A strong driving rhythm, big vocals, conscious lyrics and a delicate rhythm – Zimbabwean Oliver Mtukudzi is one of Southern Africa’s greatest stars.
Oliver Mtukudzi’s career has spanned twenty years and 38 original albums (nearly all of them best-sellers), but it is his dedication to the live music scene in Zimbabwe – playing to enthusiastic audiences in even the remotest parts of the country – that has earned him the place in people’s hearts that he holds today.
Mtukudzi was initiated into the world of professional music in 1977 when he joined the legendary Wagon Wheels which also featured Thomas Mapfumo. Quite a leap from performing in the churches in Highfield. Success came early to them – the first single they recorded, Dzandimomotera, rapidly went gold, and this was followed by Mtukudzi’s first album on four track which was also a smash hit. It was with a number of the musicians in the Wagon Wheels line-up that Mtukudzi formed Black Spirits, the band who have backed him throughout his career.
With Zimbabwean independence in 1980, Mtukudzi and the Black Spirits produced Africa, one of the most important albums of its time, and with the two hits it spawned (Zimbabwe & Mazongonyedze) the fledgling country found one of its first great voices. Since independence, Oliver has released two albums every year, establishing himself as a producer, an arranger, a prolific song-writer and, with his famous big voice, a formidable lead singer. He speaks both Shona and Ndebele, and often writes songs in English and would play ‘a reasonable number’ of them to an English speaking audience because ‘the issues are not only happening in Zimbabwe’.
That strong driving rhythm, big deep vocals and conscious lyrics in a foreign language (Shona) is what makes Oliver Mtukudzi a fine African musician. But what makes him a great African musician is that he has assembled these attributes into a style that is wholly unique and what has been called ‘Tuku’ music. The repetitive cyclical advances of the mbira rhythms combine clinically with the strong South African mbaqanga style whilst dipping occasionally into soulful traditional Shona trance rhythms.
Yet apart from the individuality of his music Mtukudzi’s enduring popularity has largely resulted from his powers as a lyricist. Most of his songs focus on the social and economic issues that govern people’s lives and, with an infectious sense of humour and optimism that prevails through all his music, his appeal extends to young and old alike.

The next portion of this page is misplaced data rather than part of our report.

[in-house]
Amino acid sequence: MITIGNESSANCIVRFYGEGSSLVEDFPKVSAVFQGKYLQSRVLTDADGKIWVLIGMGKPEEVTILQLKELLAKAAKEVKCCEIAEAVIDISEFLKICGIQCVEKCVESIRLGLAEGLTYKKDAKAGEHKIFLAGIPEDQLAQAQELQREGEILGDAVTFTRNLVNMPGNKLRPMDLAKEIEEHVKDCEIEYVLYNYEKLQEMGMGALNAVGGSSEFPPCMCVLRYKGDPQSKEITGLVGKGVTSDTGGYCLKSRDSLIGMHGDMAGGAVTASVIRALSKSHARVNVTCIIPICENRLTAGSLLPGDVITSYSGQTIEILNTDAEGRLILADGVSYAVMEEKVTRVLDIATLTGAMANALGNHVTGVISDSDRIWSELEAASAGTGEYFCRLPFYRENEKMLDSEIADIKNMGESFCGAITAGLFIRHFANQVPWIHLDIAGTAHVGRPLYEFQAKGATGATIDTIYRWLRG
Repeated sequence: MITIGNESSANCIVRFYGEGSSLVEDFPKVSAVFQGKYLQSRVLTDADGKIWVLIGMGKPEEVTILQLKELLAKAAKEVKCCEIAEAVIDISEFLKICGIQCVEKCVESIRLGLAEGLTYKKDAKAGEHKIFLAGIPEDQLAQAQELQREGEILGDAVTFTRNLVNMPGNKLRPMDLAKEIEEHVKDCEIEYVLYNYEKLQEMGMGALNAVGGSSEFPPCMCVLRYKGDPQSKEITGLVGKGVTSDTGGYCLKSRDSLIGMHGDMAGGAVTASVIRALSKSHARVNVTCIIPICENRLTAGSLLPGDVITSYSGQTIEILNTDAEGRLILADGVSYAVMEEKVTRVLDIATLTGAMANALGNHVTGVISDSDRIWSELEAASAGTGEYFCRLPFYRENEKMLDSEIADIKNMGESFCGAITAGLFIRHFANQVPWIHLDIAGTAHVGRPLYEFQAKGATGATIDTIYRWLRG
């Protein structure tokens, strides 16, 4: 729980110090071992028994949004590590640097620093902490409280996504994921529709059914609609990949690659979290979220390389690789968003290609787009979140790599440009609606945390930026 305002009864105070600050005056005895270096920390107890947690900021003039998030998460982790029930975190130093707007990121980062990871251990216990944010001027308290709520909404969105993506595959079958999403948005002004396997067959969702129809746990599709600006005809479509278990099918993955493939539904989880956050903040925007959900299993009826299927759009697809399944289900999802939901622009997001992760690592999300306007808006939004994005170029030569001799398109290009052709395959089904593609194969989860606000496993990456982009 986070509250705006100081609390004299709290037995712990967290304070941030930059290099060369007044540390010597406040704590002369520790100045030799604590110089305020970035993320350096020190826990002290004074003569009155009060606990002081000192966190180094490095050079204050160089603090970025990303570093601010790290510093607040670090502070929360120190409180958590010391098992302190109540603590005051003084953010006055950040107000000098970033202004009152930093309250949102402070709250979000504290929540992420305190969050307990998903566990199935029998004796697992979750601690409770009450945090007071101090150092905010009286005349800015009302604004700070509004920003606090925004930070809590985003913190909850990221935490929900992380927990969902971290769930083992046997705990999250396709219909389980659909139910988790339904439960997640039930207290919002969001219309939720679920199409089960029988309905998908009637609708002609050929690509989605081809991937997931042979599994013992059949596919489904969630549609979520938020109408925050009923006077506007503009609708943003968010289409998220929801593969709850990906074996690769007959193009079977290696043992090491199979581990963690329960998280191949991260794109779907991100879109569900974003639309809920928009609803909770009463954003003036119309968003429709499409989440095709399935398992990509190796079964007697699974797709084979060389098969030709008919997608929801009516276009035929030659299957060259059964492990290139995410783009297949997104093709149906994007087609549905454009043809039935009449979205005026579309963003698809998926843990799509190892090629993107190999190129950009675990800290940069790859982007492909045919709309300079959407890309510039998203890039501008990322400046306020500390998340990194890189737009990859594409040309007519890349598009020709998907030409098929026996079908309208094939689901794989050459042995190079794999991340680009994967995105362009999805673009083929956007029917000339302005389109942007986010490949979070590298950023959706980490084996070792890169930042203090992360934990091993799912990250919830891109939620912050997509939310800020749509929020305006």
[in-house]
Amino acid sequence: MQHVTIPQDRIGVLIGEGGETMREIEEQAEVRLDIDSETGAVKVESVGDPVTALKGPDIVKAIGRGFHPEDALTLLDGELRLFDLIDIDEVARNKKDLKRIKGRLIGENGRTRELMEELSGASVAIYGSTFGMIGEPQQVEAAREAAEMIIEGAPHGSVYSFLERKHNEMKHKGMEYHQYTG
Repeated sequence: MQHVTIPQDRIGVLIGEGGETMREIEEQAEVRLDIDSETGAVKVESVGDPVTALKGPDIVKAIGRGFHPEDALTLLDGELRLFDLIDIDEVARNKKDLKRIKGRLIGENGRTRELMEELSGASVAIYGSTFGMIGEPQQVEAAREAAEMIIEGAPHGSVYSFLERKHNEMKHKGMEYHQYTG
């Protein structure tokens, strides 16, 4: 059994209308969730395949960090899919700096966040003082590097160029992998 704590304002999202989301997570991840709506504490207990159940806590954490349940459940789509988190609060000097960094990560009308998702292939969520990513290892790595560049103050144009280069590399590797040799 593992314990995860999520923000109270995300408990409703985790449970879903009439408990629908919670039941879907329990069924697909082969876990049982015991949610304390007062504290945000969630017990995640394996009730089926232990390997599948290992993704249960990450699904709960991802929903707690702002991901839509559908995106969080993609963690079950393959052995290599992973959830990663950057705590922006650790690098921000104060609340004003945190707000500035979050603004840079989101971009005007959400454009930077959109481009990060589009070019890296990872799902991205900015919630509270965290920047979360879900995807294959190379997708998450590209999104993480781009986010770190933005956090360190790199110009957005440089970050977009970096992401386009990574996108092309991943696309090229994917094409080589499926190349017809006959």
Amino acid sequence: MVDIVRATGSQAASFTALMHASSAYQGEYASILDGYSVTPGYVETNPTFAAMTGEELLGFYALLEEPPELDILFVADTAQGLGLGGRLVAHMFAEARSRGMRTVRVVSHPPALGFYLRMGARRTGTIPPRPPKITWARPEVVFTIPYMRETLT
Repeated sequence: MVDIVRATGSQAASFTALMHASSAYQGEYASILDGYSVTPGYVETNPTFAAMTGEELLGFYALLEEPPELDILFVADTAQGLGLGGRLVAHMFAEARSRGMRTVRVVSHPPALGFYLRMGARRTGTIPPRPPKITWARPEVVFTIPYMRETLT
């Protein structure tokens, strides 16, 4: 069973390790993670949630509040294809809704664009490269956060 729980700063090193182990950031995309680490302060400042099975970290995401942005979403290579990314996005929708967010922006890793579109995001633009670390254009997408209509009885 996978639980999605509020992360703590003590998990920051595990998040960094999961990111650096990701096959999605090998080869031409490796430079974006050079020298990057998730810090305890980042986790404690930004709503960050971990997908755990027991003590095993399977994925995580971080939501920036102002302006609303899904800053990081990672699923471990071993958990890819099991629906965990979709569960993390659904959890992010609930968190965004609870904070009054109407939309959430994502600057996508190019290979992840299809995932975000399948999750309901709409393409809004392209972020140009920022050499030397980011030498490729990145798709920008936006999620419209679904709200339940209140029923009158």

As the oldest of six children, Oliver developed a sense of social and economic responsibility early in life due to the premature death of his father. It was thanks to this, and to a desire to bring his message to a large audience, that Mtukudzi ventured into the world of film and Drama. Although he participated in several documentaries on Zimbabwean music in the 80’s, it was not until 1990 that he found film success playing the lead role in the Zimbabwean film JIT, which was also released in Denmark, France, and the UK.
Mtukudzi followed the success of JIT with the role of Neria’s brother in Zimbabwe’s second feature film, Neria, for which he also wrote and arranged the soundtrack. This project addressed the issue of women’s rights in a chauvinist world. From film, Mtukudzi turned his attention to drama, writing and directing the live musical production ‘Was my Child’. A project highlighting the plight of Zimbabwe’s street children. For this he was honoured by the Zimbabwe writers union.
Oliver has continued to perform regularly in Zimbabwe, but has, however, never confined himself to his home country and has performed at various international events. Appearing, in October 1993, at the Natal Performing Arts Festival ; in February 1994 on a six week tour of Austria and Switzerland ; and in December 1994. In October 1995, Mtukudzi was selected to represent Zimbabwe at the SADC Music Festival staged in Harare. MASA Festival in Abidjan, a performance for the World Health Organisation as a result of his AIDS awareness song ‘Stay with one Woman’ , Berlin, Holland, all over the UK, the Images of Africa’ festival in Denmark and the Out of Afrika Festival in Munich in November 1997 with a collaboration of Southern African Musicians called MAHUBE. One of the classic South African albums. He is also the only local Zimbabwean musician to have recorded a live album.
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